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What is the best practice for when to implement IDisposable?

Is the best rule of thumb to implement it if you have one managed object in the class, or does it depend if the object was created in the class or just passed in? Should I also do it for classes with no managed objects at all?

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@Earwicker: If you've found more than I did on that topic, then I'd appreciate it that you share it with me. – Bobby Mar 12 '10 at 9:10
up vote 19 down vote accepted

If you mean unmanaged objects then yes, you should be implementing it whenever you have one or more unmanaged resource you are handling in your class. You should also be using the pattern when you are possibly holding on to objects that are IDisposable themselves, and make sure to dispose of them when your class is disposed.

(agreed that this question has already been asked enough times as to run a small printer out of ink should they be printed...)

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While everyone has mentioned (unmanaged) resources, I have another thing to add: I use it when I need to eliminate event handler hookups that would otherwise prevent a class from going out of scope and being garbage collected.

As an example, I have a service which gets injected in to a child view, that child view will subscribe to various async finished type events on the service. The owner of that child view has no idea what the concrete type is, it simply has it as an interface. The service may go out of scope at some arbitrary point in the future, and I don't want it hanging around not being GC'ed. Upon getting rid of that child view, the owner will call Dispose on it to give it the chance to unhook any event handlers. Here is a slightly contrived (and very pseudo code) example, note how the interface for the child view also implements IDisposable.

public class OwnerView {

    public OwnerView() {
        _childView = new ChildView(myServiceReference);

    public void CloseChildView() {
        if (childView != null) {

        _childView = null;

    private IChildView _childView;

public class ChildView : IChildView {

    public ChildView(MyService serviceRef) {
        _serviceRef = serviceRef;
        _serviceRef.GetSettingsAsyncFinished += new EventHandler(someEventHandler);

    public void IDisposable.Dispose() {
        _serviceRef -= someEventHandler;

    private MyService _serviceRef;

public interface IChildView : IDisposable {
    void DoSomething();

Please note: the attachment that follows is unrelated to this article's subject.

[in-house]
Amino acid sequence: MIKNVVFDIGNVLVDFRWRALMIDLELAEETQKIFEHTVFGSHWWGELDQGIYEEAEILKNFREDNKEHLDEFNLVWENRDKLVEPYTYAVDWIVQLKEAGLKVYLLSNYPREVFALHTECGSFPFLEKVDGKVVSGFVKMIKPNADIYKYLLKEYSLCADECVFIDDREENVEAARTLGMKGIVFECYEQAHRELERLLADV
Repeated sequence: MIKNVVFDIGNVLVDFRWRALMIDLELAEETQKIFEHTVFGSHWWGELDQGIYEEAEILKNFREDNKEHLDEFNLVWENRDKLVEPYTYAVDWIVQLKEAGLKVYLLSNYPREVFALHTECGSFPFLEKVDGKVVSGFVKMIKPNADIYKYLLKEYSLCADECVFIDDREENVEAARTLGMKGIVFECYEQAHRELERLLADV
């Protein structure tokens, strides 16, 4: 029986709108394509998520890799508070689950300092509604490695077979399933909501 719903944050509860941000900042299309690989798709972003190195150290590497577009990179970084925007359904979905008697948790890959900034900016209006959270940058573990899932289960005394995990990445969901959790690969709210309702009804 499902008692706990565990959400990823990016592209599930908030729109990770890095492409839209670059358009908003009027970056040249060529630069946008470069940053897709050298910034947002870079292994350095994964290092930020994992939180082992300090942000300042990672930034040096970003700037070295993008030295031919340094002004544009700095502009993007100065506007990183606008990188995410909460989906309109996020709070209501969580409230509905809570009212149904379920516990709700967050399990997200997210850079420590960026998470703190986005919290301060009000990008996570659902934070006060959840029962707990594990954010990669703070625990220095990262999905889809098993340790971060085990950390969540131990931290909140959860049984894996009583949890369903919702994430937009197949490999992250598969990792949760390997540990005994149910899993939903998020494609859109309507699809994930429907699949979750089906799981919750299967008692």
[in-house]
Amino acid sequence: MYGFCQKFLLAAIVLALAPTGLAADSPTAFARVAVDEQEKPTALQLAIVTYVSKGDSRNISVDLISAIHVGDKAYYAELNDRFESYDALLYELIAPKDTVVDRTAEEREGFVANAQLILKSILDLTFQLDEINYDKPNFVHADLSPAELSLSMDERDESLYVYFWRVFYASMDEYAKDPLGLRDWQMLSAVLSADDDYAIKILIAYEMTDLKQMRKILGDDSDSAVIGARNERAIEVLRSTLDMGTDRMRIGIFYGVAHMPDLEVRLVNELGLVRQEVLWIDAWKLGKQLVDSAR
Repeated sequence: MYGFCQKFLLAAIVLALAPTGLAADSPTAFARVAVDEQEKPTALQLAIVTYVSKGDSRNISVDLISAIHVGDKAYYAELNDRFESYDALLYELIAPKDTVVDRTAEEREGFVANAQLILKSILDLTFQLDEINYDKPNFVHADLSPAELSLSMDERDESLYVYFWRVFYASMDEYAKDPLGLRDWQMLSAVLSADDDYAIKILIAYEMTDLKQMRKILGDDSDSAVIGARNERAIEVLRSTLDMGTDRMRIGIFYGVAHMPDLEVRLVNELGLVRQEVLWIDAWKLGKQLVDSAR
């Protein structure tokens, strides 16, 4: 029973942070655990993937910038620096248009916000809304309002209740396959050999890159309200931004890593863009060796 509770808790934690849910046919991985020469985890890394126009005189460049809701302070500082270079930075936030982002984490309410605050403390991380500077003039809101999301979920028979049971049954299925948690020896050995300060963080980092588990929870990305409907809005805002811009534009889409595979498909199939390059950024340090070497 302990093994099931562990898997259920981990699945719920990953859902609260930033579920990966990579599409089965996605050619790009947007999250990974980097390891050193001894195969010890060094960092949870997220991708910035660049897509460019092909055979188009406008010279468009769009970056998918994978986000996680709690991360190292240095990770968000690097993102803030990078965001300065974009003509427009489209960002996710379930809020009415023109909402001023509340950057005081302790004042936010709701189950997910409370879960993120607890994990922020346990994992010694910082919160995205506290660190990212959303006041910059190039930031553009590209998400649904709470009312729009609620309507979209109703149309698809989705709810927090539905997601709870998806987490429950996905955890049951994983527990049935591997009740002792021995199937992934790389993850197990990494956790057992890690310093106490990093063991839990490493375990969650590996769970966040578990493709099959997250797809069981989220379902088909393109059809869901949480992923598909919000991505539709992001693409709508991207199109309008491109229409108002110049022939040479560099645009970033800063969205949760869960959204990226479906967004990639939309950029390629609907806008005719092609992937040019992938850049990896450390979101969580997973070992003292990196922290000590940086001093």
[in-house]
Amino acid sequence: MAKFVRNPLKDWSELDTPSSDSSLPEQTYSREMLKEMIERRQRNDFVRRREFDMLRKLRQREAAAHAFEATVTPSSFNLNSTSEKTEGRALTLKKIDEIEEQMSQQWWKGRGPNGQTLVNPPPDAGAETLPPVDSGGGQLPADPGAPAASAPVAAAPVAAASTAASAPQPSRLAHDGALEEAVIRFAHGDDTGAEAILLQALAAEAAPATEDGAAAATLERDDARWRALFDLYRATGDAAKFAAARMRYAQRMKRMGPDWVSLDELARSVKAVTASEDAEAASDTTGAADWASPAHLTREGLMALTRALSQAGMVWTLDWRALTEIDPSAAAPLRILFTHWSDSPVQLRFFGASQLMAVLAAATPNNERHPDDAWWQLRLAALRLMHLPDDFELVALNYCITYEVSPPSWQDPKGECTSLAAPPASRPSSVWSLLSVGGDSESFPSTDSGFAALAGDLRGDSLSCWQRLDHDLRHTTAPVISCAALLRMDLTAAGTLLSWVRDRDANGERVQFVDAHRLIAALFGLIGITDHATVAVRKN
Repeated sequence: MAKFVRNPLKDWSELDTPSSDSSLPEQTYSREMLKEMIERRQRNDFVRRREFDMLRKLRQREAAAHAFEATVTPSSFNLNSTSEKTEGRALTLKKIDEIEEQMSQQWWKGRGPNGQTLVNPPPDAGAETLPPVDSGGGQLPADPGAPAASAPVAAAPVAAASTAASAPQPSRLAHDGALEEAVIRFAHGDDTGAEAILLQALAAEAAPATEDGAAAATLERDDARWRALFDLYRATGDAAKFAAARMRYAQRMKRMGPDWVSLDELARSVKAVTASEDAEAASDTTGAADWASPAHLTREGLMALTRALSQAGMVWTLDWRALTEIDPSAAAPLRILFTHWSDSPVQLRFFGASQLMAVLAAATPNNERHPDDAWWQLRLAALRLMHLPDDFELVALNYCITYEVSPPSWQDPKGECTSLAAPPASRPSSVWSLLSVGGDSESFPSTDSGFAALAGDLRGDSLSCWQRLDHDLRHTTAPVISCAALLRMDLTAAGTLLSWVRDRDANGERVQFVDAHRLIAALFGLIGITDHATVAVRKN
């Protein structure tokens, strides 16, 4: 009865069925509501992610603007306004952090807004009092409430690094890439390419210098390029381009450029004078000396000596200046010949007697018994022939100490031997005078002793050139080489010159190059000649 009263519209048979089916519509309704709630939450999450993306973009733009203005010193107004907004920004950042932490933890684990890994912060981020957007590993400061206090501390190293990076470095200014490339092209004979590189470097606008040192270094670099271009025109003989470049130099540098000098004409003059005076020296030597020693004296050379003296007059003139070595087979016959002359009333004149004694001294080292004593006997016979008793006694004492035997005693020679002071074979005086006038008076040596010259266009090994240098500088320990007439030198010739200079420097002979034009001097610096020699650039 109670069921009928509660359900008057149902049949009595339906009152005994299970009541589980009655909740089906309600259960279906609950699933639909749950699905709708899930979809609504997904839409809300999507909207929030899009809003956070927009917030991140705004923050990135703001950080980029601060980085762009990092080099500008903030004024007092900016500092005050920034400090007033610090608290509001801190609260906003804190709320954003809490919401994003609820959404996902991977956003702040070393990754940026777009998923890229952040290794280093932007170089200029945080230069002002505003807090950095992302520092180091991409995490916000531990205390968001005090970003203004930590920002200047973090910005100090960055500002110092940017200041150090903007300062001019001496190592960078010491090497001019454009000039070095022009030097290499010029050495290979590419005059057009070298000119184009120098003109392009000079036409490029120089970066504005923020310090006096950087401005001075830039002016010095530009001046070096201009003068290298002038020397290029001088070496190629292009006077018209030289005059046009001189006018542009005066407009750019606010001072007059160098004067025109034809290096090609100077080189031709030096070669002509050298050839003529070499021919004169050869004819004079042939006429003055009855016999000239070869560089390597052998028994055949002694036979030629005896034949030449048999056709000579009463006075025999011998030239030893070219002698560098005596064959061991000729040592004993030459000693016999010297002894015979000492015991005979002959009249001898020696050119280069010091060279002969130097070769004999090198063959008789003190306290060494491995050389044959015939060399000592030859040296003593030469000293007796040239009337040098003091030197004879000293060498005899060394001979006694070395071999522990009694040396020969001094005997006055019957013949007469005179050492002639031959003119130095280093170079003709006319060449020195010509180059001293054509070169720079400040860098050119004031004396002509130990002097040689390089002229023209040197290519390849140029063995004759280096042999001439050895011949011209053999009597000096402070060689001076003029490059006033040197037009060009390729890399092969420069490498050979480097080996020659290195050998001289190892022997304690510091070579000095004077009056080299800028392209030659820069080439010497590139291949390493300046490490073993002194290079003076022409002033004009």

... etc ...

There are far more authoritative comments about this from others on SO, like Do event handlers stop garbage collection from occuring? and Garbage collection when using anonymous delegates for event handling. You may also want to check out this codeproject article.

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You should implement IDisposable when your class holds resources that you want to release when you are finished using them.

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When your class contains unmanaged objects, resources, opened files or database objects, you need to implement IDisposable.

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I think the docs are pretty clear about what IDisposable is good for.

The primary use of this interface is to release unmanaged resources. The garbage collector automatically releases the memory allocated to a managed object when that object is no longer used. However, it is not possible to predict when garbage collection will occur. Furthermore, the garbage collector has no knowledge of unmanaged resources such as window handles, or open files and streams.

It even has an example. In that example the class that implements IDisposable contains a handle. A handle needs to be freed when it no longer used. This is done in the Dispose() method. So the user of that class sees that it implements IDisposable and knows that the class needs to be explictily disposed when it is no longer needed (so the handle can be freed). It is a best practise (i.e. rule) that you should always call Dispose() on IDisosable instances when the instance is no longer needed.

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If it has properties which also need to be disposed.

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